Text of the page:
In 1995 when the opening of Denver International Airport meant the closing of Stapleton International Airport, Denver had the unique opportunity to transform 7.5 square miles of runways, concourses and terminals into a beautiful new community. It would be the largest urban in-fill redevelopment in the country and, to this day, one of the largest in-fill projects ever.
The building of Stapleton started as a collaborative effort by business leaders, civic officials and citizens who wanted to have a say in how Denver should grow. They spent countless hours and much of their own money creating what became known as the Green Book, the guiding principles for the redevelopment of Stapleton. In 1998, the city of Denver selected Forest City to be the master developer for Stapleton and to make the vision of the Green Book a reality. In May 2001 the redevelopment began.
The idea was to take the best things about Denver’s classic neighborhoods – parks, welcoming front porches, ally-loaded garages, architectural diversity, tree-lined streets, more parks – and continue those urban patterns into new Denver neighborhoods. While applying some new thinking in the process. Like the use of water-wise landscaping and energy-efficient building standards on everything from homes to commercial spaces. Affordable housing, both for rent and sale, fitting seamlessly into the neighborhoods. And perhaps the most sustainable idea of them all: a pedestrian-friendly, mixed-use environment with everything you need a short walk or bike ride away.
Two decades later, Stapleton stands as a model for urban redevelopment worldwide.
Buzzing with bike races, farmers markets and concerts in the park, Stapleton now thrives at a grassroots level thanks to residents and business owners each adding their own touch. It has become a place that’s far better than anyone could have planned.
The Wayzata Lake Effect is a community-wide multi-year initiative to redevelop Wayzata’s greatest asset for the 21st century. The Initiative is composed of multiple components and phases.
The Lake Effect effort is focused on shared long-term goals for the city’s best asset: Revitalizing the lakefront, making it safer, more ecologically friendly, and improving access to and along the shore.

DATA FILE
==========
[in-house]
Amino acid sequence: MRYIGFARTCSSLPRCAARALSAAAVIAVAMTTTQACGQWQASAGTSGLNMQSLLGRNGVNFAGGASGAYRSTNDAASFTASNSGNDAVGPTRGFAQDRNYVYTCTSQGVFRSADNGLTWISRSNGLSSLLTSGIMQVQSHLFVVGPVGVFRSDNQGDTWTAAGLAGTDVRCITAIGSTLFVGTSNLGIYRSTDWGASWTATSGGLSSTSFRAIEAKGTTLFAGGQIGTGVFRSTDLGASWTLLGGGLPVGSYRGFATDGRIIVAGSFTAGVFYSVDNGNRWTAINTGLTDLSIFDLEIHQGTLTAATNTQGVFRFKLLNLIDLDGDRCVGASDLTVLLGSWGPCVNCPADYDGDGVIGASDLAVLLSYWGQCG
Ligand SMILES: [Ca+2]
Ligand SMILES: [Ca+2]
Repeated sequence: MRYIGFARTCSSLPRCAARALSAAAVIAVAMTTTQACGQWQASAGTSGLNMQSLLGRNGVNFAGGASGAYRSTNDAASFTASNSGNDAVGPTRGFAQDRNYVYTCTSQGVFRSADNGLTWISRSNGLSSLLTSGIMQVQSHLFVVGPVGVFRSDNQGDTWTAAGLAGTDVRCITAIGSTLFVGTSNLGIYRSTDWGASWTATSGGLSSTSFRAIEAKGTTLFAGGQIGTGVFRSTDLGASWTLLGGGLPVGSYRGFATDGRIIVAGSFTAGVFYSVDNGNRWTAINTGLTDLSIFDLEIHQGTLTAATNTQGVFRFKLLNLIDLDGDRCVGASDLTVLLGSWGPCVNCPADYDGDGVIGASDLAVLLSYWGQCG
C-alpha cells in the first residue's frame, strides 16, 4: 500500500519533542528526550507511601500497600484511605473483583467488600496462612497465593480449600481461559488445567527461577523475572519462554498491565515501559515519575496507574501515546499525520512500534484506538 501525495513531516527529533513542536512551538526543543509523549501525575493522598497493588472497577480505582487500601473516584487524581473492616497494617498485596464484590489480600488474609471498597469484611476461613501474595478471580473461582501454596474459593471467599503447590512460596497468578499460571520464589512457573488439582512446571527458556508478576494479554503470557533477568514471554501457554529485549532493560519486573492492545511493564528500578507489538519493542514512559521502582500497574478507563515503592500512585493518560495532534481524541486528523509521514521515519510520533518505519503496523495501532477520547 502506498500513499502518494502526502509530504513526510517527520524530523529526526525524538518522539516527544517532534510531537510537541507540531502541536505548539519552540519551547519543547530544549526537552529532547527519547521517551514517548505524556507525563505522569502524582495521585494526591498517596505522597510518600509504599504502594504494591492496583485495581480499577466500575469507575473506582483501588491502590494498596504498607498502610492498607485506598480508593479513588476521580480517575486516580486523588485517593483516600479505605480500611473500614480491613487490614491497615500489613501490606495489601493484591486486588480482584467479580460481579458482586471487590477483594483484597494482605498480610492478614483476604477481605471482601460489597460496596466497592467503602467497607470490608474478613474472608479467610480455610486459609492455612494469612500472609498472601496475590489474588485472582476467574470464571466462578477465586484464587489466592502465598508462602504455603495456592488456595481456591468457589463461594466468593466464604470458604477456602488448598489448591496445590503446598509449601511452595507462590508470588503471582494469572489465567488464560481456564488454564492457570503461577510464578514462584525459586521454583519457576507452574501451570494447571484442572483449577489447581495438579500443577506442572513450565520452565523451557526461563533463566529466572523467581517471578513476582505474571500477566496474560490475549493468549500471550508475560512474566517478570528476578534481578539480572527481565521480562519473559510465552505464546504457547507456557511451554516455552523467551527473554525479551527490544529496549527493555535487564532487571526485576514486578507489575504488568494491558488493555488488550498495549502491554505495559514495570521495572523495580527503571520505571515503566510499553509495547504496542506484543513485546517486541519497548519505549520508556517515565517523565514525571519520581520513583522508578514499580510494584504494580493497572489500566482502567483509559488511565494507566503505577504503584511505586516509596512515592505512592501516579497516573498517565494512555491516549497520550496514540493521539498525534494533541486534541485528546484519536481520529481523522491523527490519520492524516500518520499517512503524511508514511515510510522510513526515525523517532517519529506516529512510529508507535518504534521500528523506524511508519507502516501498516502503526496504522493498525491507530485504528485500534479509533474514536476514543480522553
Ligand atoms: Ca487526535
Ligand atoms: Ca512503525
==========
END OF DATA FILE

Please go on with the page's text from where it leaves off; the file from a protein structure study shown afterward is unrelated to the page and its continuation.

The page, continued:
“If we can accomplish that, we’ll have done the best we can for Wayzata.”
– Mayor Ken Willcox
On April 19, the Lake Effect design team presented the final schematic design book to the Wayzata City Council. The book includes perspective and schematic designs, the phased construction plan and cost estimates, and long-term maintenance and operations cost estimates and sources.
Signature Park Design Highlights
Eco Park/Section Foreman House – Eastern gateway to the lakewalk featuring a restored pond and marshland. A restorative “pocket park” that respects the natural state of the lake edge and provides an intriguing natural experience suitable for everyday enjoyment for people of all ages, as well as ecological education.
Lake Walk – Entered from the east at Broadway, the lake walk zig-zags along the lake edge and is embraced by restored marsh. The lake walk will feel like a short walk in another world – only steps from the heart of the city.
Active Beach – The plan is to expand and activate the beach in a way that’s suitable for families and people of all ages. By closing the retention pond and treating the storm water underground, space is made available to expand concessions. The beach becomes more inviting with the addition of shade structures and a diving pier.
People-friendly Lake Street – Increase the bike-ability and walkability of Lake Street with an expanded sidewalk and dedicated bike lane, while keeping three lanes for cars. Modest treatment to paving and lighting suggest slowing down and enjoying the lakefront and can become temporary car-free gathering places during the occasional community oriented event.
Investors who purchased the former Evans School building in Denver’s Golden Triangle neighborhood plan to create restaurants and retail space while opening offices in the upper floors of the historic landmark. City Street Investors renovated Union Station in Denver’s Lower Downtown and see a similar vision for the Evans School building. Dining options, stores and commercial space will be a part of their goals over the next 18 months.
Designed in 1906 by architect David Dryden, the Evans School served several generations of public school students before being shuttered in the 1970s and put up for auction.